The impressive story of young Irish people saving their class-mate, Nonso Muojeke, from deportation, demonstrates a great humanity and generosity by the people of Ireland. The Irish people know only too well what it is like to have no home to call your own and they themselves have been the subject-matter of mass emigration, caused by starvation, political dominance and war. It was therefore no surprise to me to read of the powerful actions to save someone from a uncertain future in Nigeria.
During this past week, I have travelled extensively in Ireland and every where you go, the only subject that people want to talk about, is Brexit; the burning question is whether England will force through the ‘will of the people’ or will it have a referendum?
Whilst I was in Ireland, I read the by then shocking 6 day old report, not widely discussed, whereby the Centre on Constitutional Change (Link to The Guardian Summary go - to main website for full analysis) survey of voters revealed that, 79% of English Tory voters would support Scottish independence as a price worth paying for Brexit and 75% of English Tory voters would happily see the collapse of the NI Good Friday Peace Agreement, as an equal price worth paying for Brexit.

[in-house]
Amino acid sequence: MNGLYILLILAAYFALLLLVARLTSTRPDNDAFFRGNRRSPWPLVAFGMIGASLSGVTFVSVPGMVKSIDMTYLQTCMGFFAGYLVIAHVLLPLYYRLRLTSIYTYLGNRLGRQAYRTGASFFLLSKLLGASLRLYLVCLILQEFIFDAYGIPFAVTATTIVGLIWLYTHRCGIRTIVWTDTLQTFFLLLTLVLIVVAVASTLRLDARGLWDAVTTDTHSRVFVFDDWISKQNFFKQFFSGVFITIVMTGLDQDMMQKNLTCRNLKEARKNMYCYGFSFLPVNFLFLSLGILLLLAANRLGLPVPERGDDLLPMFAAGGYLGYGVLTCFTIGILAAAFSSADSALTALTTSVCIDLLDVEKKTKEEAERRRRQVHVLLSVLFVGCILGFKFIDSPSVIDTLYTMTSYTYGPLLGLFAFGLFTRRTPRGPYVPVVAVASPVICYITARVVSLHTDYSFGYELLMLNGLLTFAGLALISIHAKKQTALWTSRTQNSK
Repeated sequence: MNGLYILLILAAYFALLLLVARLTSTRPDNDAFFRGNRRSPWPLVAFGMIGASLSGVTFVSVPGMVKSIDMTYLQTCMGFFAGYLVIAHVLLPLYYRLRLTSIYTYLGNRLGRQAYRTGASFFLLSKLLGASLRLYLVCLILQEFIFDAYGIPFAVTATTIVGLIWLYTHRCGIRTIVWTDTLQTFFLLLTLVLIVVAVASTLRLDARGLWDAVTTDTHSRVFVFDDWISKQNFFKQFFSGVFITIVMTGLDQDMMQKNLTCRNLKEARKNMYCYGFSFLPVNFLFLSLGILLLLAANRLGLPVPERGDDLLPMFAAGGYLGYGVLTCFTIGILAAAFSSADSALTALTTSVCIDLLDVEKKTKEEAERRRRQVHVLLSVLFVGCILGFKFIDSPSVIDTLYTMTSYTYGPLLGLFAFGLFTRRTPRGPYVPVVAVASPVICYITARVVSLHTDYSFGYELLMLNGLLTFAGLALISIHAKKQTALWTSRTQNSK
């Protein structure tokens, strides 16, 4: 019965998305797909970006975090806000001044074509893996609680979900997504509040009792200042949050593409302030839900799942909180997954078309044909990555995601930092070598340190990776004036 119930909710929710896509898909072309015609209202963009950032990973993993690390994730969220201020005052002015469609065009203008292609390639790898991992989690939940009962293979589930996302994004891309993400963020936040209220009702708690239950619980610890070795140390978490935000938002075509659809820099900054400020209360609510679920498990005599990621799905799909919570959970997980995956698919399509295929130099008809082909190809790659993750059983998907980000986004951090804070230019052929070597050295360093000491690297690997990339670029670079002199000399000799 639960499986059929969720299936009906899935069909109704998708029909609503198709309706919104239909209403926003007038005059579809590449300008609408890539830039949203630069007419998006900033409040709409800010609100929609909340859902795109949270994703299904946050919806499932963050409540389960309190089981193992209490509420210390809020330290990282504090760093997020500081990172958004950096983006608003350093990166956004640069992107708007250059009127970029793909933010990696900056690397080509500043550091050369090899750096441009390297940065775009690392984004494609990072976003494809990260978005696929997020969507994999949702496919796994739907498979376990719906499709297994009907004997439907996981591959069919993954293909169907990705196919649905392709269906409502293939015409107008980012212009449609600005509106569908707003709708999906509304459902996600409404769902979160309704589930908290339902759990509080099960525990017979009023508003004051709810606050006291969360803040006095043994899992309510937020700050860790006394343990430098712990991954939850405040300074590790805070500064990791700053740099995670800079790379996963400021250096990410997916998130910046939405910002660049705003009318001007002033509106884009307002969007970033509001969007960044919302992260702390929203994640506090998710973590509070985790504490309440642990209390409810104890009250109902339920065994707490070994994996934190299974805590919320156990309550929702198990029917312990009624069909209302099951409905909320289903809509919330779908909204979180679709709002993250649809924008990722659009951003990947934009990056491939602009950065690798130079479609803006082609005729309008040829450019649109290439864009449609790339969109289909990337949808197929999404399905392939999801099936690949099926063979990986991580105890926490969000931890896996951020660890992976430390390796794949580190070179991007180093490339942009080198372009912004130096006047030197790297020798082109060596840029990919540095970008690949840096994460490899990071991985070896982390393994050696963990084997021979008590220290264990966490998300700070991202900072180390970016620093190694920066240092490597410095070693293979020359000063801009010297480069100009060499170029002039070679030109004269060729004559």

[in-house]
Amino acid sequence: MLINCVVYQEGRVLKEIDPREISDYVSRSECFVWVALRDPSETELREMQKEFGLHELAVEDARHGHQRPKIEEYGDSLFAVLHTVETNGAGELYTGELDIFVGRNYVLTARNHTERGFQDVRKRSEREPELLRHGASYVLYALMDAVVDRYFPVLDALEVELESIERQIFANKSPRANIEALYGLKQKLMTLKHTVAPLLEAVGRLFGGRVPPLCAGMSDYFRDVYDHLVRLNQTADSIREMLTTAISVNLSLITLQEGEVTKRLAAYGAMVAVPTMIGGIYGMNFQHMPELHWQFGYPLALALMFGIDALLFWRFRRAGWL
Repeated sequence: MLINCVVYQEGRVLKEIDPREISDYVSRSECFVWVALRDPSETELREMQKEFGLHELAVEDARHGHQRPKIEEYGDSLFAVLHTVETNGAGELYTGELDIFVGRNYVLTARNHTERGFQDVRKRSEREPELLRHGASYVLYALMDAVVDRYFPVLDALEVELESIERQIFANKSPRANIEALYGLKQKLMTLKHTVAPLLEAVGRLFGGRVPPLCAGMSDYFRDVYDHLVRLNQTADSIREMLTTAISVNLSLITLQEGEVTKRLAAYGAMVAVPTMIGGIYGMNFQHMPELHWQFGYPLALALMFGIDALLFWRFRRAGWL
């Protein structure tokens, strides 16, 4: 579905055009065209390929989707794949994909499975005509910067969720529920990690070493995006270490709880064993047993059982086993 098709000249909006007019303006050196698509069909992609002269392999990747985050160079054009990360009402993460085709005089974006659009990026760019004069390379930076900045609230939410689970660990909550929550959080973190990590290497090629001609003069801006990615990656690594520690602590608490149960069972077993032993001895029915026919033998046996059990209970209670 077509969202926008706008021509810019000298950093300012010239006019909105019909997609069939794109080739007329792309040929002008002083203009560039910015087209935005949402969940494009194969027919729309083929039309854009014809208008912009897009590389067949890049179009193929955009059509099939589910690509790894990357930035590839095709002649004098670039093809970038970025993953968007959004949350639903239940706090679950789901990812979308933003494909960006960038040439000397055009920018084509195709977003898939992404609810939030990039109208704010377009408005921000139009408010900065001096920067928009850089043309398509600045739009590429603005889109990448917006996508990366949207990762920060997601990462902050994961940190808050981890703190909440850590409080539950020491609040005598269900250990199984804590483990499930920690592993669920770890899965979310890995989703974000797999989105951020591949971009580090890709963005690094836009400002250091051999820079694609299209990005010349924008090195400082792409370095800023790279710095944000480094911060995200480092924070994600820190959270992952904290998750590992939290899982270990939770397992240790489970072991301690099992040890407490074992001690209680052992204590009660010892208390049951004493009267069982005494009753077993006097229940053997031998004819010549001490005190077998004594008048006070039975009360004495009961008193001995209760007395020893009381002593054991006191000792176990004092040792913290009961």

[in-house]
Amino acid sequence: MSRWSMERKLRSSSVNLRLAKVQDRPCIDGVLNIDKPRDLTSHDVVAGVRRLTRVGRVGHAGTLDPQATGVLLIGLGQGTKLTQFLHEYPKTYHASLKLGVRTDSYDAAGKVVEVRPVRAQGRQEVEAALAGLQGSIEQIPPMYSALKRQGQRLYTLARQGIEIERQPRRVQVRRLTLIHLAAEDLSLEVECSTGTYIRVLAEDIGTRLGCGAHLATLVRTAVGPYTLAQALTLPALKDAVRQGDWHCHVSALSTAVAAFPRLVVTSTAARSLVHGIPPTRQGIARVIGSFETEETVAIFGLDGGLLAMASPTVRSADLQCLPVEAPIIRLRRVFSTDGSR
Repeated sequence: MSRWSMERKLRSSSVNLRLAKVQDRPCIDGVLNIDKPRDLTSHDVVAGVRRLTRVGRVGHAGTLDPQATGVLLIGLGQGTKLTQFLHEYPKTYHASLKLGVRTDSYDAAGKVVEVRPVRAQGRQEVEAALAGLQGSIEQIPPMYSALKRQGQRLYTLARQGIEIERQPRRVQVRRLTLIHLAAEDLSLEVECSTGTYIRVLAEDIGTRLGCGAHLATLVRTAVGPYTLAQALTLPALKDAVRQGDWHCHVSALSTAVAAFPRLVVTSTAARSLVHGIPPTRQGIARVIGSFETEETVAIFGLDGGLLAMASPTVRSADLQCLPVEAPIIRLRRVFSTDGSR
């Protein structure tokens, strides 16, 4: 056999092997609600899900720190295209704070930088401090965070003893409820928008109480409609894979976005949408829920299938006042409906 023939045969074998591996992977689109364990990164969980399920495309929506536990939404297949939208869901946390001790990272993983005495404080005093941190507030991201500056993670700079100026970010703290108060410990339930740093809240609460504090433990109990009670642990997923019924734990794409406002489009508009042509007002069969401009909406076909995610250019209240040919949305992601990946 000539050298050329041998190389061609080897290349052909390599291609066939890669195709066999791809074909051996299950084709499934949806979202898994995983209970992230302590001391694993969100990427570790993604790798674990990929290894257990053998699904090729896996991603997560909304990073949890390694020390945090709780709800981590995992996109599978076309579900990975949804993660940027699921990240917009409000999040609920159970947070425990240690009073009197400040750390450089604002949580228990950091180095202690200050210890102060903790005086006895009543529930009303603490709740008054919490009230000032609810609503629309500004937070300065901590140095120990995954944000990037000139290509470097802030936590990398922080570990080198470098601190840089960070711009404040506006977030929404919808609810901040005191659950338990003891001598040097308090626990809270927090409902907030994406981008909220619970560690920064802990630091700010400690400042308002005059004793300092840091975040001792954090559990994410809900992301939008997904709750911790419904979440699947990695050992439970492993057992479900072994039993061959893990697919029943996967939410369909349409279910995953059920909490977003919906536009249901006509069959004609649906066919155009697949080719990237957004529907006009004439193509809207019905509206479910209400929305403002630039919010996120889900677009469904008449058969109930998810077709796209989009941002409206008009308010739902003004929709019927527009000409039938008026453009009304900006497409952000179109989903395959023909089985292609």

When I told Irish people of this survey, they were shocked at the extent of these views and they realised that the discussion on Brexit in the UK had now gone beyond any level of common sense and what was in the best interests of the UK. From their perspective, there exists a strong determination to mitigate against the affects of their near neighbour’s ‘madness’. There is even open discussion about a United Ireland; a conversation I never thought I would hear in my lifetime!
My discussions and this survey revealed a growing dislike for the English attempt to once again exert a dominance over Ireland. There is a palpable and indeed raw emotion of the wrongs committed over many years against the land of Ireland and its peoples. But Ireland is no longer alone. It has become a dynamic presence on the western-most part of Europe, where diversity and opportunity exists in a country transformed from the impoverished country that England left behind.